Ways to Eat Grapefruit for Weight Loss
The grapefruit was the inspiration for America's first diet fad, the aptly named Grapefruit Diet. But long before it became a fad in the 1970s, it was a diet secret of young starlets. Often called the Hollywood diet, actresses during the Roaring Twenties ate fresh grapefruit when they had to lose a few pounds before a shoot.
Of course, none of them knew why the grapefruit encouraged weight loss. It was just a diet tip they had learned from other actresses. But when they saw that it worked, they kept at it. The Hollywood Diet was a secret of the famous and the beautiful until the 1970s when someone let the cat out of the bag.
Like any good fad, the Grapefruit Diet needed a story to sell it. And the story was that the grapefruit contained special and mysterious enzymes that helped the body burn fat. The key word here is mysterious. As you may have guessed, there was no such enzyme, or if there were, no one had indentified it. But nobody cared much about reality, which is why and how the diet turned into a fad.
Forty years later, a team of researchers is making the same claim as the mountebanks that pushed ways to eat grapefruit in the 70s. The only difference is that they have proof. According to a recent study, a serving of grapefruit each morning can help you lose weight.
The plant molecule the researchers have identified is called naringenin, a flavonoid found in most citrus fruits. But for some strange, unexplained reason, the grapefruit contains far more of it than any other fruit in the citrus family. How does it work? In short, it helps the body balance blood sugar levels, which can prevent metabolic syndrome, a diabetic disorder that is responsible for rapid weight gain.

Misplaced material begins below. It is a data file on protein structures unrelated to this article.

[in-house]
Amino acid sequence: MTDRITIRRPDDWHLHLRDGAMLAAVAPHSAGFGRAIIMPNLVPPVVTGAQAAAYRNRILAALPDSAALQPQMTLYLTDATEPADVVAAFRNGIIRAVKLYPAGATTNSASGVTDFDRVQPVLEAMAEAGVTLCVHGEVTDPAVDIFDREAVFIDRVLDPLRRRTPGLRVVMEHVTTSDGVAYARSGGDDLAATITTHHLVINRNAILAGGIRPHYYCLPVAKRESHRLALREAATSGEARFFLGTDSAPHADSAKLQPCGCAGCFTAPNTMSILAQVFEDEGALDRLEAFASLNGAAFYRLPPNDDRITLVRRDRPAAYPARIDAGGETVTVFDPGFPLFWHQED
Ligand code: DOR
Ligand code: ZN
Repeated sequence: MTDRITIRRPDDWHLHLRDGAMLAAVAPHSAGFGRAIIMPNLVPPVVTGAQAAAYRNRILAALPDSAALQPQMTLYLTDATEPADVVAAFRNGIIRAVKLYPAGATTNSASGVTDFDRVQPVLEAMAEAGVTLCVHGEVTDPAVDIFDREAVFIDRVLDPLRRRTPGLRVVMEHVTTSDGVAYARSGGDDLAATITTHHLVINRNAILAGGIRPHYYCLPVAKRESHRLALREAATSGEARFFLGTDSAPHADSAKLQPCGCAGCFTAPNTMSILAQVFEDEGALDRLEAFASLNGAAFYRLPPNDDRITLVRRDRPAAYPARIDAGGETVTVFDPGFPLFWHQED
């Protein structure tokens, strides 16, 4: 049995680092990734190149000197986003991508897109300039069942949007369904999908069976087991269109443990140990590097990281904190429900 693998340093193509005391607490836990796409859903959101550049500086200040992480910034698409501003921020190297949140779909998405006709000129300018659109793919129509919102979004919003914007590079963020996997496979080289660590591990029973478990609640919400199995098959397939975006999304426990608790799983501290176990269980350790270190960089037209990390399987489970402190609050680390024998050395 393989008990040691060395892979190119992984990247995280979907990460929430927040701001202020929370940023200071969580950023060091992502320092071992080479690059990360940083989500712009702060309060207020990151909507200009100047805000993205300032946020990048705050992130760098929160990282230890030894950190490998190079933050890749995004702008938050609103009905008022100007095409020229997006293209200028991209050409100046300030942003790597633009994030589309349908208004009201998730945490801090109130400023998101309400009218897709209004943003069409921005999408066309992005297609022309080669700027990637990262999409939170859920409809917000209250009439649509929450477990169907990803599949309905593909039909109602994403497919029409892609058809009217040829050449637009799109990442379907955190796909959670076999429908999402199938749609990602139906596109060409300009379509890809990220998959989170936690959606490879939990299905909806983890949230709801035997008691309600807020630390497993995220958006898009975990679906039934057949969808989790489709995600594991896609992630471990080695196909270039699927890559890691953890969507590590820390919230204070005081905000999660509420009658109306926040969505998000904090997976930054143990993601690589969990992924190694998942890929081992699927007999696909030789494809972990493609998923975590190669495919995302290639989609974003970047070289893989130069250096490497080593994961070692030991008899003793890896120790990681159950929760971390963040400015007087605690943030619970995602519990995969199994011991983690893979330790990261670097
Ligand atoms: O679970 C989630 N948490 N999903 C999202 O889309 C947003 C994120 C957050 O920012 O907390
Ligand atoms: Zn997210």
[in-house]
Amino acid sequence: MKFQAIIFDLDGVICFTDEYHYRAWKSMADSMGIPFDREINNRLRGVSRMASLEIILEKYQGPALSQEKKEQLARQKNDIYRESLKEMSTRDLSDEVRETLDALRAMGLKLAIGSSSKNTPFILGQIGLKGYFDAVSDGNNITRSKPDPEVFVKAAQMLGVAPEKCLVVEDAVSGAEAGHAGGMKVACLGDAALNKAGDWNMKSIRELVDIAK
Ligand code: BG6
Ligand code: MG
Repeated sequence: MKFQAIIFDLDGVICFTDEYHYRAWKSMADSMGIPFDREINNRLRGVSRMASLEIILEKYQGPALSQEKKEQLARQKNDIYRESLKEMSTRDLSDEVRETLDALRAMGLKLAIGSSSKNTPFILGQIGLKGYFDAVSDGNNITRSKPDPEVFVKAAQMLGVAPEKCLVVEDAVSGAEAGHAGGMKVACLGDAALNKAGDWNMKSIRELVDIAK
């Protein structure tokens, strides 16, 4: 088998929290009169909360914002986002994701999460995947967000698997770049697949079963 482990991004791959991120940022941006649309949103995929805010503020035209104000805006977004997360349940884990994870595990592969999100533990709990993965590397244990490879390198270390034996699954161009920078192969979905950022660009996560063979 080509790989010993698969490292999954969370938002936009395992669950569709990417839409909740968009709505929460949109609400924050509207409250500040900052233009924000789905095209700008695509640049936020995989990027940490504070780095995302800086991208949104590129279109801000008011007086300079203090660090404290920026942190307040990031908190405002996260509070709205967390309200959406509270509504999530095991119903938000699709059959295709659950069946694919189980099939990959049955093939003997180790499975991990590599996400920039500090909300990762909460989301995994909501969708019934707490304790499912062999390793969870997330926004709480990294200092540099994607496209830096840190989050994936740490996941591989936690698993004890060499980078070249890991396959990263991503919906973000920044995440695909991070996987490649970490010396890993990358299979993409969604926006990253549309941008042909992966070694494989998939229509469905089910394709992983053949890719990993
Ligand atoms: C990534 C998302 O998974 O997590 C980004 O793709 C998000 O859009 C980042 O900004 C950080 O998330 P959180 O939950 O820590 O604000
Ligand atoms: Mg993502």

Scientists have known for many years that the grapefruit contains naringenin and that it works as an antioxidant in the body. An antioxidant is a helpful little molecule that fights off free radicals, which can damage healthy cells. What they did not know, however, is that naringenin also has an effect on the liver.
The study found that high doses of naringenin actually signal or perhaps even program the liver to burn off extra fat, rather than simply storing it. Researchers also found that the ways to eat grapefruit had little or no effect on the results. That is, subjects got the benefits of naringenin whether they ate fresh grapefruit or drank a glass of its juice.
In another study conducted at the University of California, a group of obese subjects were asked to drink one glass of grapefruit juice each morning for three months. They were instructed not to alter their daily routine in any significant way. At the end of the study, the average subject had shed six pounds!